Legislative leaders want to debate school bond

Legislative leaders want to debate school bond

(Calif.) Despite the state’s long-standing partnership with schools to help pay new construction and remodeling costs, Gov. Jerry Brown has made it clear he doesn’t like the idea of issuing another statewide facilities bond anytime soon.

But a key Southern California lawmaker intends on having the Legislature conduct a deeper debate on the issue, if not actually moving a bill authorizing a bond to the governor’s desk later this year.

“We have to be responsible about how we embark on this conversation because we have about an $80 billion need and we are not going to get it all on a bond measure,” said Assemblyman Chris Holden, D-Pasadena, who also serves as the caucus majority leader.

“But what we need to do is have a dialogue about long-term, sustainable revenue options that give us the opportunity to address the state of our infrastructure around our schools,” he said.

At this point, AB 148 contains only intent language, meaning that if adopted without further changes, it would only express support for the bond. The idea is to start the conversation between lawmakers and the Brown administration, as well as interest groups – then decide the viability of a bill authorizing a bond to be placed on the ballot.

Holden said he’s thinking of a bond that would raise between $1 billion and $1.5 billion.

His plan comes forward after a coalition of school facility representatives and the building industry launched efforts earlier this month to qualify a $9 billion bond for the November, 2016 ballot.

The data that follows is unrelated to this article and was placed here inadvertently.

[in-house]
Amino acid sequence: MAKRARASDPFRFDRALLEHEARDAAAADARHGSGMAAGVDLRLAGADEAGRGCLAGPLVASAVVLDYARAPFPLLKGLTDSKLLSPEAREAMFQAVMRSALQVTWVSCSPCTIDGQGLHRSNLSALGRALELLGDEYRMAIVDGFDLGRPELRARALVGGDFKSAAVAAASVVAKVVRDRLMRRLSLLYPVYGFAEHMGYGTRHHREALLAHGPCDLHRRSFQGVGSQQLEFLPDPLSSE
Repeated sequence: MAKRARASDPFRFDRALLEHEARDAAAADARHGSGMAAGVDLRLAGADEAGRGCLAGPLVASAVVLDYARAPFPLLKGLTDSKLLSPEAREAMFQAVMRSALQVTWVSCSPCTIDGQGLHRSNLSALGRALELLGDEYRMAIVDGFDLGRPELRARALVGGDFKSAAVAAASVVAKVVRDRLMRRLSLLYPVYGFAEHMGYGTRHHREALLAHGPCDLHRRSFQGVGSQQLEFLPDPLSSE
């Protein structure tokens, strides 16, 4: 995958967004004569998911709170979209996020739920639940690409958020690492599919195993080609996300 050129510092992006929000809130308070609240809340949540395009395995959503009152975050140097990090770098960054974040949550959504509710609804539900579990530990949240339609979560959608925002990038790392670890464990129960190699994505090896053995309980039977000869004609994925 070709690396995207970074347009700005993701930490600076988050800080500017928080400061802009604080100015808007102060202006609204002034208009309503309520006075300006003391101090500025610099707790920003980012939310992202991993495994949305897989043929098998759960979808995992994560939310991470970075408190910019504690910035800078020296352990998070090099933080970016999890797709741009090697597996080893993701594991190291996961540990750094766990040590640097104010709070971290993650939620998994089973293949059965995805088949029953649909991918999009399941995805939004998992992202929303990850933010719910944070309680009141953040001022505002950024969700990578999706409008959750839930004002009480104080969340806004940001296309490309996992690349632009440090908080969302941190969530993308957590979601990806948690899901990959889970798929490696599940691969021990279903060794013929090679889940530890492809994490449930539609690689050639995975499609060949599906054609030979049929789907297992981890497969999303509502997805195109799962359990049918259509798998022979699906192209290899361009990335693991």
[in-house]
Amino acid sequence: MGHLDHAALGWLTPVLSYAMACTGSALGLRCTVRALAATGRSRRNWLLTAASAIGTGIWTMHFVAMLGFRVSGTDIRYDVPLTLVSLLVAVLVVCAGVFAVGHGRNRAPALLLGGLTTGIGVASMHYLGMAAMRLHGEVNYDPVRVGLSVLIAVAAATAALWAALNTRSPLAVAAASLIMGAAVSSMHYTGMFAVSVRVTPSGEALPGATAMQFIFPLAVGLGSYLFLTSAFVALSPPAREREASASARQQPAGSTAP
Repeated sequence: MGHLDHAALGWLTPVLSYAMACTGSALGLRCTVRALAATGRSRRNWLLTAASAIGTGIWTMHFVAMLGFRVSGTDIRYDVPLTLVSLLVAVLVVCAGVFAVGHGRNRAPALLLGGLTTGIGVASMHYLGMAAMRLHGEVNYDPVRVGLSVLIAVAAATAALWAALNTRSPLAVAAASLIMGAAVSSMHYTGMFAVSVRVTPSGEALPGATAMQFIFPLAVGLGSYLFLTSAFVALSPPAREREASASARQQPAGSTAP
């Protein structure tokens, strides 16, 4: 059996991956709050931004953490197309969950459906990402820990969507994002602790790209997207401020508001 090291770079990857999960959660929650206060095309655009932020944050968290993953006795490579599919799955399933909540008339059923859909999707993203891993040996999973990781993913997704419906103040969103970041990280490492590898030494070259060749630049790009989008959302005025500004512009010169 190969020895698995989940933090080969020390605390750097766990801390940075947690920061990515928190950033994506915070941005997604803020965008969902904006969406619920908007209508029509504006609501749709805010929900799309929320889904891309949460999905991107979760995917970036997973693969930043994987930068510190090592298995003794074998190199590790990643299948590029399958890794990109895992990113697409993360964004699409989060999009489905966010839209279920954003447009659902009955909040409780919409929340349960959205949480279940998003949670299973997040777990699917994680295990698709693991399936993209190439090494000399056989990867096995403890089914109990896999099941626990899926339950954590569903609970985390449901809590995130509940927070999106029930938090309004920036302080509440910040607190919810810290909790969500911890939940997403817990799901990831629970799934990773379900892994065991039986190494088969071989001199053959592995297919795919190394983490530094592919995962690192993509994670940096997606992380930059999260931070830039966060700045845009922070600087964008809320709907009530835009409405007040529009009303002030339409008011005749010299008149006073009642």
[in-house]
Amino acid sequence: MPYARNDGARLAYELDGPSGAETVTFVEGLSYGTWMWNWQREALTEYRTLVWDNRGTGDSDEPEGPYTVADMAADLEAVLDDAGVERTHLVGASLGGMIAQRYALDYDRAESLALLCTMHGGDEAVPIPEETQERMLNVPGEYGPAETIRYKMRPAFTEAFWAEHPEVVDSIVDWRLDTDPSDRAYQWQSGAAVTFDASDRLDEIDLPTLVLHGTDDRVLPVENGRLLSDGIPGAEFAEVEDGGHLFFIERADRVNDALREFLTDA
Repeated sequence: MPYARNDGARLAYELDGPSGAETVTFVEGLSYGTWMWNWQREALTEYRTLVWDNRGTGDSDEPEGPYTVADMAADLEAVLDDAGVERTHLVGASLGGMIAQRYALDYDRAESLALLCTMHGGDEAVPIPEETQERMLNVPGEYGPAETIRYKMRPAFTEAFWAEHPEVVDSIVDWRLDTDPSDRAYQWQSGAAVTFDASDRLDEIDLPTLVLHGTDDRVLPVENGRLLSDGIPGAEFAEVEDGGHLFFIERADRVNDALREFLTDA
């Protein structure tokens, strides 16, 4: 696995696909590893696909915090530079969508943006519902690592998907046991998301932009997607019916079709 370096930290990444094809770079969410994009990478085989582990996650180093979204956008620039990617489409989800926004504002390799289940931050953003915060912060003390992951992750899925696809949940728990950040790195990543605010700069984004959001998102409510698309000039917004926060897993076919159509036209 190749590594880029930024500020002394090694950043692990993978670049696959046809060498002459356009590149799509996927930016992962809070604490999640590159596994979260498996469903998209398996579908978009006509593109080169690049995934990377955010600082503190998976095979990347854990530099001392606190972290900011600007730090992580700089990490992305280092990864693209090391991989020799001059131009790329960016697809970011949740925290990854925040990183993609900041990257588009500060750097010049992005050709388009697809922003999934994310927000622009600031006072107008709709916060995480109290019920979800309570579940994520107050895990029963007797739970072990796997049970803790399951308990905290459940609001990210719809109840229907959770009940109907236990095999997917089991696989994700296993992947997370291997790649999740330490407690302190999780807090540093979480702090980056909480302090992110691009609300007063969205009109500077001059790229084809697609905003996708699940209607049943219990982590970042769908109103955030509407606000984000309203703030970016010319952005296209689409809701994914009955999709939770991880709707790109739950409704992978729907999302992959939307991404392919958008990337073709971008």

Brown has repeatedly criticized the state’s current system for supporting school construction as overly complex and cumbersome. His office convened a meeting of school officials last fall and signaled at one point interest in proposing some sweeping changes based on a “pay-as-you” system supported by annual contributions from the Legislature.

But his budget plan, released earlier this month, would enact only modest policy changes such as increasing the borrowing caps on schools based on community property assessments; establishing a single statewide developer fee; and provide more flexibility with use of maintenance money.

Except for an increase of $274 million for the Emergency Repair Program – which would retire the state’s obligation under terms of the 2004 Williams lawsuit settlement – the governor’s budget would not add any new money to the state’s pools for construction projects despite the fact that they have nearly run dry.

In his budget narrative, Brown suggested that dialog over a long-term solution to school facility needs should be continued during the coming year.

Holden said there are some immediate needs, however, that probably need to be taken up.

“California schools are in terrible shape and lack the funds to make necessary repairs,” he said. “Toilets are clogged, roofs leak and students swelter in hot classrooms. The governor’s budget proposal does not provide a sustainable solution for our children.”

Holden noted that last year a $4.3 billion bond proposal won passage out of the Assembly without dissent and had significant support in the Senate but never got to the floor of the upper house after the governor voiced his opposition.

At the time, Brown was more concerned about getting voter support for the $7.5 billion water bond.

“That plan had bipartisan support,” said Holden. “I think that bipartisan support is still here, still alive and well. But I think that, like the governor, we want to make sure we don’t tip the scale in terms of the debt that the state incurs.”

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